Their history shows that defeat has little moral effect upon them. Crushed one day, they will rise again the next; scattered—it would seem hopelessly—they are ready to reassemble, and renew the conflict, at the first summons of their chiefs. Guided by British advice, led by British officers and, it may be, paid by British gold, Afghanistan is likely to prove an invaluable ally to us, when the day comes that Russia believes herself strong enough to move forward towards the goal of all her hopes and efforts, for the last fifty years—the conquest of India.

G. A. Henty.



Chapter 1: The Lost Child.

"My poor pets!" a lady exclaimed, sorrowfully; "it is too bad. They all knew me so well; and ran to meet me, when they saw me coming; and seemed really pleased to see me, even when I had no food to give them."

"Which was not often, my dear," Captain Ripon—her husband—said. "However it is, as you say, too bad; and I will bring the fellow to justice, if I can. There are twelve prize fowls—worth a couple of guineas apiece, not to mention the fact of their being pets of yours—stolen, probably by tramps; who will eat them, and for whom the commonest barn-door chickens would have done as well. There are marks of blood in two or three places, so they have evidently been killed for food. The house was locked up last night, all right; for you see they got in by breaking in a panel of the door.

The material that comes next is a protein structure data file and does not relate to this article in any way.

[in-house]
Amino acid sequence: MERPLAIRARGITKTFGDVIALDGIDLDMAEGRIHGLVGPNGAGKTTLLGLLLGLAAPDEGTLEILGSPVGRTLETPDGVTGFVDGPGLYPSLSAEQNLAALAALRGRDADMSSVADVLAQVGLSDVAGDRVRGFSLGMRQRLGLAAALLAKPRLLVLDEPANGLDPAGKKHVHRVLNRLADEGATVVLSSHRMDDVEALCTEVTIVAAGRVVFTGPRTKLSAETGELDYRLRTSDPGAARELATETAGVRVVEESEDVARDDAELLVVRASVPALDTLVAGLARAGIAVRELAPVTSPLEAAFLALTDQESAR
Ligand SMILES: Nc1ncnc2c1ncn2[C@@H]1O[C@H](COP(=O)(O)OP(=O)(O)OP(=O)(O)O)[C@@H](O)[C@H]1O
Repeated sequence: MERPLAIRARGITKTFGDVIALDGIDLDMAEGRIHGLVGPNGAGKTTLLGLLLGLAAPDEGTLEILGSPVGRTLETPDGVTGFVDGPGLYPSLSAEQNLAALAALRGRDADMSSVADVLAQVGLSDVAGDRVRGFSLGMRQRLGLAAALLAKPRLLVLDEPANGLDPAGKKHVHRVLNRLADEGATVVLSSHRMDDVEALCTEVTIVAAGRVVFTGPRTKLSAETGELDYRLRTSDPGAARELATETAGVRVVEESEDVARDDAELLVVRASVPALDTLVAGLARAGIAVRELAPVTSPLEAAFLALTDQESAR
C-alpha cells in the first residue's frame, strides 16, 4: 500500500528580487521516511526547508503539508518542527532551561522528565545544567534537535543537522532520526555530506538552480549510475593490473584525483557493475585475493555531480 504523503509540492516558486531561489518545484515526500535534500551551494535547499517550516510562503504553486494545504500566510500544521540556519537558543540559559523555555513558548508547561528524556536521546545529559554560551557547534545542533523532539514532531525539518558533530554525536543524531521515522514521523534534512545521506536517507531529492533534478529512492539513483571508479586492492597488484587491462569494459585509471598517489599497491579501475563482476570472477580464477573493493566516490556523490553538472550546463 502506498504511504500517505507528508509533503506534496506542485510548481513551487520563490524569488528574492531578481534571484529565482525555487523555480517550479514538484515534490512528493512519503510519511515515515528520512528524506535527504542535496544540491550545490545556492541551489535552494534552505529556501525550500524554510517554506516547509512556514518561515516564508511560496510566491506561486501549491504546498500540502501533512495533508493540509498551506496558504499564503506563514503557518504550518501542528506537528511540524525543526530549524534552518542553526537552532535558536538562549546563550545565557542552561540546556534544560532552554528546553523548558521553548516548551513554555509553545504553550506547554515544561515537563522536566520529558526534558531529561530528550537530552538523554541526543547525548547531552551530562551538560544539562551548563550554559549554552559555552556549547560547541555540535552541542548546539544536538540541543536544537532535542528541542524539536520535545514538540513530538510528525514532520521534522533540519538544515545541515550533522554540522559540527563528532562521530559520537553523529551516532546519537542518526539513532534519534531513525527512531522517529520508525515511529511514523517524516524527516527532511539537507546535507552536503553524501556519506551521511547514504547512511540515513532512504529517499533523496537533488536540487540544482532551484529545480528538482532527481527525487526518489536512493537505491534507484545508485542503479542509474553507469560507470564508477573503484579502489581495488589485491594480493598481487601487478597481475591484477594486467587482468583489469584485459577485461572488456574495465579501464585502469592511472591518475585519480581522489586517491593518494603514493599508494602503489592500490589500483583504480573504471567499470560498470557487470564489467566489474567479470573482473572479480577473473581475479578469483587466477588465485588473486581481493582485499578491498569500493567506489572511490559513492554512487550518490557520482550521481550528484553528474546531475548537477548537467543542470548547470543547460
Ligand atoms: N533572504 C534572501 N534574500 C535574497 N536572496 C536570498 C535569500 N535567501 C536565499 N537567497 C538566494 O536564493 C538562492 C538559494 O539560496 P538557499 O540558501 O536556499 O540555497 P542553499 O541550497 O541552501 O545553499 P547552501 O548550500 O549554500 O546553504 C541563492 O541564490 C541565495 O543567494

"Robson, run down to the village, at once, and tell the policeman to come up here; and ask if any gypsies, or tramps, have been seen in the neighborhood."

The village lay at the gate of Captain Ripon's park, and the gardener soon returned with the policeman.

"I've heard say there are some gypsies camped on Netherwood Common, four miles away," that functionary said, in answer to Captain Ripon.

"Put the gray mare in the dog cart, Sam. We will drive over at once. They will hardly expect us so soon. We will pick up another policeman, at Netherwood. They may show fight, if we are not in strength."

Five minutes later, Captain Ripon was traveling along the road at the rate of twelve miles an hour; with Sam by his side, and the policeman sitting behind. At Netherwood they took up another policeman and, a few minutes later, drove up to the gypsy encampment.

There was a slight stir when they were seen approaching; and then the gypsies went on with their usual work, the women weaving baskets from osiers, the men cutting up gorse into skewers. There were four low tents, and a wagon stood near; a bony horse grazing on the common.

"Now," Captain Ripon said, "I am a magistrate, and I daresay you know what I have come for. My fowl house has been broken open, and some valuable fowls stolen.

"Now, policeman, look about, and see if you can find any traces of them."